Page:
Interestingly, Hamilton’s ninth-place finish meant that he wouldn’t be on the podium and that the crowds wouldn’t get to witness him being announced champion. However, Liberty Media had plans in place, unlike the years under Ecclestone’s reign. Hamilton’s car joined the cars of the podium drivers and was instantly interviewed by David Coulthard for the global broadcast feed and the public announcement system in the circuit. This was then followed by interviews with podium drivers. We already like the subtle but crucial changes the new owners have made to the sport. The other one being a congratulatory radio message from Brazilian footballer Neymar Jr to Hamilton minutes after he clinched his title.
Elsewhere, Ocon clinched fifth (the ‘best of the rest’) ahead of Lance Stroll and team-mate and local hero, Sergio Perez. On the formation lap, Perez too put the new public announcement service to use, thanking the fans for their support in a radio message.
Force India sealed the fourth spot in the Constructors’ Championship, while the battle for sixth, seventh and eighth between Toro Rosso (53 points), Renault (48 points) and Haas (47 points) got more intense. Apart from honour, the increase in prize money will certainly drive teams to push their boundaries to outscore each other.
Renault should’ve scored big in Mexico, but they had a paradoxical race. While their engine powered the winning Red Bull Racing car, four out of the six cars that run Renault engines retired from the race. In fact, Hulkenberg’s Renault retired when he was running comfortably in the top five. Luckily for Verstappen, who has usually been at the receiving end of Renault’s unreliability, he didn’t have to deal with any issues other than nervousness during the course of the race.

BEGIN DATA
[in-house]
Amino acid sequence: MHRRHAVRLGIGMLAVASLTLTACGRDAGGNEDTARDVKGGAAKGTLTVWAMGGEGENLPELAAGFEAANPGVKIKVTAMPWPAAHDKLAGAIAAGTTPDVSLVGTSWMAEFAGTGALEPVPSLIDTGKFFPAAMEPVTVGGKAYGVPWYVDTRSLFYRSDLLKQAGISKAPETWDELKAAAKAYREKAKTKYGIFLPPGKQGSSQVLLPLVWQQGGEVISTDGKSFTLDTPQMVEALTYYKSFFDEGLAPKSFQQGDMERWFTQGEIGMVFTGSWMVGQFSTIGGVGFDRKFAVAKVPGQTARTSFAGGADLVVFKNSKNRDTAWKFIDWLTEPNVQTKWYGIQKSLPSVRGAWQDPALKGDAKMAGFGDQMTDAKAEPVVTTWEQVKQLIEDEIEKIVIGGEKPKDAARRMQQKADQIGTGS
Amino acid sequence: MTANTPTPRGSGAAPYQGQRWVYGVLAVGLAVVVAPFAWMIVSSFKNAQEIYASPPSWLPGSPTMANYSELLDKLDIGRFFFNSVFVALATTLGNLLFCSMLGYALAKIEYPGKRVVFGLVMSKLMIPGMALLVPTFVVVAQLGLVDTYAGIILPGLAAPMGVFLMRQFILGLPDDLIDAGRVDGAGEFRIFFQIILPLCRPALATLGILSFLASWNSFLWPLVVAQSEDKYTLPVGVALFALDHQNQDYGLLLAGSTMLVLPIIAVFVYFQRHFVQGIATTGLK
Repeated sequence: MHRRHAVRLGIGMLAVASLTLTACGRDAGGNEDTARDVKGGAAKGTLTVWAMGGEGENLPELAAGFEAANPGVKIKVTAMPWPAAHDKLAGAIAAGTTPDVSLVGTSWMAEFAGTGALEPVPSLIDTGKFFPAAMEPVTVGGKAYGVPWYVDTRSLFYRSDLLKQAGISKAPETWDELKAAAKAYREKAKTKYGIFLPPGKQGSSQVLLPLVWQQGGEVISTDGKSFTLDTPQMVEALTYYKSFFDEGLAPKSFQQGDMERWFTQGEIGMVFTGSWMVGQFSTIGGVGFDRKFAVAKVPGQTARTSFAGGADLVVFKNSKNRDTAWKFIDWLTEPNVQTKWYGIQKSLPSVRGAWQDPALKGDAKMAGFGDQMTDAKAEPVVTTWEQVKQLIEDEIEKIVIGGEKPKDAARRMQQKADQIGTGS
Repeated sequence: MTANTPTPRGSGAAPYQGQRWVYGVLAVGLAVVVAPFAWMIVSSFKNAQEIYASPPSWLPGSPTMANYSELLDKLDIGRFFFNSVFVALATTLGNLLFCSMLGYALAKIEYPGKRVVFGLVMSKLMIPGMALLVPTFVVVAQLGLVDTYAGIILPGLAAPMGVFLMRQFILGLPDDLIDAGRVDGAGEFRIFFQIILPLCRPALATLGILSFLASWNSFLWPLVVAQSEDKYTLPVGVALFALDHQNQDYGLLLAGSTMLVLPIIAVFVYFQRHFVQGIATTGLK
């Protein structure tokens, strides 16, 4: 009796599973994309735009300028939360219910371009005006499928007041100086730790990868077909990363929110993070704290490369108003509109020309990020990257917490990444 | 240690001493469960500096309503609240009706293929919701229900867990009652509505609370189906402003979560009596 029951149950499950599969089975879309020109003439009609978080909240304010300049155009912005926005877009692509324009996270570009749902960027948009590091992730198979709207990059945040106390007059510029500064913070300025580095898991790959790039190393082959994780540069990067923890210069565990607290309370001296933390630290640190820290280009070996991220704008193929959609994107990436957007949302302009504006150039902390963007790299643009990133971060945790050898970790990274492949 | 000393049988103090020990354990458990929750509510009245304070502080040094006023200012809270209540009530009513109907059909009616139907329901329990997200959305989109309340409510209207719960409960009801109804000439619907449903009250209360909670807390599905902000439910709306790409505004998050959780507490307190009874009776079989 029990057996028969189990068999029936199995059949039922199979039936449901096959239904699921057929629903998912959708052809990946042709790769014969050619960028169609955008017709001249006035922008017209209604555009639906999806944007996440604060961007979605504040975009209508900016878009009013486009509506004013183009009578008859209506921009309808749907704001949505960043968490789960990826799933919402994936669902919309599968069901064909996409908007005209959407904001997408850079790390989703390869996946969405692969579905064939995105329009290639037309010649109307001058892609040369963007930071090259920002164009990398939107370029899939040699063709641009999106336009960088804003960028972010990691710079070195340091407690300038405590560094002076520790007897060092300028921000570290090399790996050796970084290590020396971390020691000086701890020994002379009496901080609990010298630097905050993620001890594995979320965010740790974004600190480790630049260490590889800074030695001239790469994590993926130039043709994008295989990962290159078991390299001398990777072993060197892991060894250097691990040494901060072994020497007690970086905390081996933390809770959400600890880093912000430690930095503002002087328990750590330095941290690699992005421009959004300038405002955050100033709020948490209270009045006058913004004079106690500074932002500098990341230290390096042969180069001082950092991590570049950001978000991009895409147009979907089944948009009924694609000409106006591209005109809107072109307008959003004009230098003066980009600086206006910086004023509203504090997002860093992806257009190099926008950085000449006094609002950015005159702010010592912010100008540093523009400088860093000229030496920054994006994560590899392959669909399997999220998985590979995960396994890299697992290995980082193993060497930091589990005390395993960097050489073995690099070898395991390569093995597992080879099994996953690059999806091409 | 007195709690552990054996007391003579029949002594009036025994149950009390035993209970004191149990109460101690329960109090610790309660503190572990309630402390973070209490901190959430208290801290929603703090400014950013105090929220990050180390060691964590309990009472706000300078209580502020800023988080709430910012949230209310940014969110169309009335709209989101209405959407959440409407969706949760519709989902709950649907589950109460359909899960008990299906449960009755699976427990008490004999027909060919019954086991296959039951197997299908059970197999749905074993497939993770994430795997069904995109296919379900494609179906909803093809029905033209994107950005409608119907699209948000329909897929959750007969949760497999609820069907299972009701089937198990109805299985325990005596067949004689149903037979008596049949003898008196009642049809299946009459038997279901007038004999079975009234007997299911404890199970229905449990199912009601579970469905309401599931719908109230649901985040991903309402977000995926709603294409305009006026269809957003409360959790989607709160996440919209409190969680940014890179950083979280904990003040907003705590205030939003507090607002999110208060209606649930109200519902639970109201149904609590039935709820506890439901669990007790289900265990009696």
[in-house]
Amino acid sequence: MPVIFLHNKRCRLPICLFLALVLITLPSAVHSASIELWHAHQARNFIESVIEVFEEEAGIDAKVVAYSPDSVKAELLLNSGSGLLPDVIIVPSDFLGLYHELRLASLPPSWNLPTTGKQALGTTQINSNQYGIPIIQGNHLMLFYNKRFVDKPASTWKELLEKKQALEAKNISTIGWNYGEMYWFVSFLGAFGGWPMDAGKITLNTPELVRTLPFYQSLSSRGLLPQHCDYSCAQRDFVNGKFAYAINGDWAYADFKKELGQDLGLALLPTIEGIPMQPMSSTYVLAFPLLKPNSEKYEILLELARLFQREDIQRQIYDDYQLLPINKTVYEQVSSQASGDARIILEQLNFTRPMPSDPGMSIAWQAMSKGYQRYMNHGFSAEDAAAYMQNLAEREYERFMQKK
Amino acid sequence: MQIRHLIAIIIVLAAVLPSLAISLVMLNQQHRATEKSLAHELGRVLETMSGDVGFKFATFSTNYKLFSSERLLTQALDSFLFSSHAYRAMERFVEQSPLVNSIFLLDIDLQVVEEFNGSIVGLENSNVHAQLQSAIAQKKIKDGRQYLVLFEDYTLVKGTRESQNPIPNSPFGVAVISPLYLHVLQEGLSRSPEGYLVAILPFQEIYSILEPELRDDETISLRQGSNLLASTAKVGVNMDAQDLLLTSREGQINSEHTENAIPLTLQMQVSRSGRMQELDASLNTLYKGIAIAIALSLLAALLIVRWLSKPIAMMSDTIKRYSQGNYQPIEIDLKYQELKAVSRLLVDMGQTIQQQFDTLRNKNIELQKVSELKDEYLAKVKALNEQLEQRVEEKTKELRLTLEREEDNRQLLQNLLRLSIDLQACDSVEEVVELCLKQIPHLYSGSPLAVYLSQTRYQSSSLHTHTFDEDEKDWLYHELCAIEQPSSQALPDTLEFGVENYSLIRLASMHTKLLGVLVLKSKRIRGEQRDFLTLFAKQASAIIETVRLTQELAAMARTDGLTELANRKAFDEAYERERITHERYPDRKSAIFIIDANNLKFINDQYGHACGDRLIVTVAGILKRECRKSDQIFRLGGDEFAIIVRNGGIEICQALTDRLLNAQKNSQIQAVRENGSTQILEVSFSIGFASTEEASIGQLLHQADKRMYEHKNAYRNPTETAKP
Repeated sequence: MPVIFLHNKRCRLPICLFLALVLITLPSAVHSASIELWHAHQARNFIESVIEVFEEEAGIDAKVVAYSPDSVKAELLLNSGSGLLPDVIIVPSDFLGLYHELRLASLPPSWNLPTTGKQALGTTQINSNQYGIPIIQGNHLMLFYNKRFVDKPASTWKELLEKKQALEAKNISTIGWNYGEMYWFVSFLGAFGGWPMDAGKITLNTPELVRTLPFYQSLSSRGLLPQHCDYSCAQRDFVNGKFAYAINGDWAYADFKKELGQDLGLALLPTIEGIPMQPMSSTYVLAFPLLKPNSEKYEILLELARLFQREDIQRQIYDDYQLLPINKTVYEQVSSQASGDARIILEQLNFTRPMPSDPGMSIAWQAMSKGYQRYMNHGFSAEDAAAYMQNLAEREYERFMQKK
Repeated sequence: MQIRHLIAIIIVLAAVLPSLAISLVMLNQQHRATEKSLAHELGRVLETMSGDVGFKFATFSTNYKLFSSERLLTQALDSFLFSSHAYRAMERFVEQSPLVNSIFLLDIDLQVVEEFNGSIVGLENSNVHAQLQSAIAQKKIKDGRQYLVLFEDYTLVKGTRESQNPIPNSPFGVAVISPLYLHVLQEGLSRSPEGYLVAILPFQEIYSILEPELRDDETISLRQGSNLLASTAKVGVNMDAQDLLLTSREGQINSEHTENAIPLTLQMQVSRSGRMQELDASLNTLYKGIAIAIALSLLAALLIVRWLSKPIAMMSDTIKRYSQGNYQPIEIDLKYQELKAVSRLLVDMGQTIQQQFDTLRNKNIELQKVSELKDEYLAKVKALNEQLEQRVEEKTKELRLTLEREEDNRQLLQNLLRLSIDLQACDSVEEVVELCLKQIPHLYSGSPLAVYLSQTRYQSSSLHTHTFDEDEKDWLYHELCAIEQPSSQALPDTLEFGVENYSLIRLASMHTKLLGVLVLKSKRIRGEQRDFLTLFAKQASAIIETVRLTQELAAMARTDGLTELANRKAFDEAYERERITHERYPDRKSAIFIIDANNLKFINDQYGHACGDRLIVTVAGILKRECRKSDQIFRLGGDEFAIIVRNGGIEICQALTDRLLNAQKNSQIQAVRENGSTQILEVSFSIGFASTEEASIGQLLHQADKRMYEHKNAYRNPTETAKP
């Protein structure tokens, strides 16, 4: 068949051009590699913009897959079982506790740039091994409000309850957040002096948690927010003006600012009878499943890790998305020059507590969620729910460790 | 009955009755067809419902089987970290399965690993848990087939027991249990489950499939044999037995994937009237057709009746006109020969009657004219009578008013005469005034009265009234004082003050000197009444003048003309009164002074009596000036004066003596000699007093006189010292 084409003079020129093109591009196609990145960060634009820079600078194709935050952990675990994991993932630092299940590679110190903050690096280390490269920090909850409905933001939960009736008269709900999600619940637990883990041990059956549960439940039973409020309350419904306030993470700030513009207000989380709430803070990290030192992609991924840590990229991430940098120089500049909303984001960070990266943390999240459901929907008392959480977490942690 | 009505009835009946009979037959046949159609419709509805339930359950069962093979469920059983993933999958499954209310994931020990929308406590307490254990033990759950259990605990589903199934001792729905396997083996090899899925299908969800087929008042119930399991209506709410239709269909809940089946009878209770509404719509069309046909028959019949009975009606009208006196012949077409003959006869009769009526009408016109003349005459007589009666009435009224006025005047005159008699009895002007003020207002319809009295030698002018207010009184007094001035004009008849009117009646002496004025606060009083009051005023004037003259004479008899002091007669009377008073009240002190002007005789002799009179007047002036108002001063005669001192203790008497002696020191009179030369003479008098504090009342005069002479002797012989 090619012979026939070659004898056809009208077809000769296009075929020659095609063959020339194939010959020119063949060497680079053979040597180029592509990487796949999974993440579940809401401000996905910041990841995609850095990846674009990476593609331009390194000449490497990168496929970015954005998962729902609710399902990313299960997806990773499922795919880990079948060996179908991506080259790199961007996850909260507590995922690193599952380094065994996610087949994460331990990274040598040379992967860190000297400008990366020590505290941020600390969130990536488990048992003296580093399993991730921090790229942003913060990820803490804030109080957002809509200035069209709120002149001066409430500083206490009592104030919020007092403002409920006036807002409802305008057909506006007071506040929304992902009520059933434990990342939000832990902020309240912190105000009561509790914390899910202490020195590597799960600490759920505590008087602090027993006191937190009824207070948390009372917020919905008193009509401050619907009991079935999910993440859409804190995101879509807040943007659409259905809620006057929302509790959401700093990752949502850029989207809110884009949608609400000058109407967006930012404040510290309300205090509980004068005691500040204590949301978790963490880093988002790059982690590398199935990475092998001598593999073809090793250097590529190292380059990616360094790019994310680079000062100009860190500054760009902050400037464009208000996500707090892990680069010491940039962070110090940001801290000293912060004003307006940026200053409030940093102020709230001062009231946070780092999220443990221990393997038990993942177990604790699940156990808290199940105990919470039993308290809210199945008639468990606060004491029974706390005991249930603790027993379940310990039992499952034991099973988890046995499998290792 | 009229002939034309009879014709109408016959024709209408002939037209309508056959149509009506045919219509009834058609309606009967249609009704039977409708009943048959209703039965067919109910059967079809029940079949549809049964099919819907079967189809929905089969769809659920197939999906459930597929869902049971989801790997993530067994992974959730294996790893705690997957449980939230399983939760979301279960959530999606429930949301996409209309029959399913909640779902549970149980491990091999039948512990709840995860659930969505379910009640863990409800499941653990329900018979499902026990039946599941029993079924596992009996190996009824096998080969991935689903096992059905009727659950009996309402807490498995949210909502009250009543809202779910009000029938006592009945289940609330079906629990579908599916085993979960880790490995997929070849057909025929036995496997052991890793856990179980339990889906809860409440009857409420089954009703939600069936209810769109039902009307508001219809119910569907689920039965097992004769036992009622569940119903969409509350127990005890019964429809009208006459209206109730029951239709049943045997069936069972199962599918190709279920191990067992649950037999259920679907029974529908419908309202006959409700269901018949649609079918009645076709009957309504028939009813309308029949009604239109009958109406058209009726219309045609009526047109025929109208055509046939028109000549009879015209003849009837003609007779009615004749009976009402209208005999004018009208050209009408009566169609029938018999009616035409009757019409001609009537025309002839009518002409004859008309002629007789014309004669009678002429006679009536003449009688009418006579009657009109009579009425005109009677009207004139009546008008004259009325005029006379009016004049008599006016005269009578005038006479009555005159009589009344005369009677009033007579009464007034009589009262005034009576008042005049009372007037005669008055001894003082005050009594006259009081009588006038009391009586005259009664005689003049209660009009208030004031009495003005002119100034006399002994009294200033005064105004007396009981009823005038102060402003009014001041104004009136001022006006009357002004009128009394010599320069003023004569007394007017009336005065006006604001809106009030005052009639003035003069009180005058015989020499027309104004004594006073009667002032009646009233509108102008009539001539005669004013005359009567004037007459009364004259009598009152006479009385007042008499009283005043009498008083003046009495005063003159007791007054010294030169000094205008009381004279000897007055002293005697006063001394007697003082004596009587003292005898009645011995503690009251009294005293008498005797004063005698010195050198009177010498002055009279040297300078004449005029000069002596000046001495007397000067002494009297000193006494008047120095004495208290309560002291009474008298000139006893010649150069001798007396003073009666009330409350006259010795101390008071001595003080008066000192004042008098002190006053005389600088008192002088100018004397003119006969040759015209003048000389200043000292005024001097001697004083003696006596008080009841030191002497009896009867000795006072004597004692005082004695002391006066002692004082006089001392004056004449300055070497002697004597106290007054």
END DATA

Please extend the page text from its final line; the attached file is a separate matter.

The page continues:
But does this bode well for Mclaren-Renault in 2018? The Honda engine seemed better in Mexico than it has in the last few races. Alonso was closer than he’s ever been to pole position and had he continued in the session (he chose against it because he had an engine penalty anyway), he should’ve qualified seventh. While both Honda-powered cars finished the race and Alonso even managed to score a point, the question of Renault’s reliability might continue to worry Mclaren. Has Honda come good just when Mclaren have decided to pull the plug on their partnership? It would be too early to make assumptions, but the fact that a Renault-powered car won the race should please Mclaren as well as Alonso.
For Red Bull Racing, Ricciardo’s retirement (again thanks to the Renault engine) means that both Verstappen and Ricciardo have had four car-related retirements this season. In the races they finished, Verstappen has been ahead of Ricciardo — somewhat indicating Red Bull Racing’s preference towards him. In the last four races, Verstappen has won two and scored 80 championship points.
Finally, the other two podium finishers — Valtteri Bottas and Kimi Raikkonen, had no answer to Verstappen’s pace. For them, it was the case of making the most of the situation of Vettel and Hamilton no longer being in contention for the podium after their opening lap incident. For the Raikkonen fans though, this was his 90th career podium!
With the Formula One Championships now decided, should one tune into the remaining two races in Brazil and Abu Dhabi? Of course! With Red Bull Racing, Ferrari and Mercedes seemingly evenly matched, the entertainment and fun quotient is only going to go up as we near the end of the 2017 Formula One Season.
This column was first published on Firstpost and was co-written with Mithila Mehta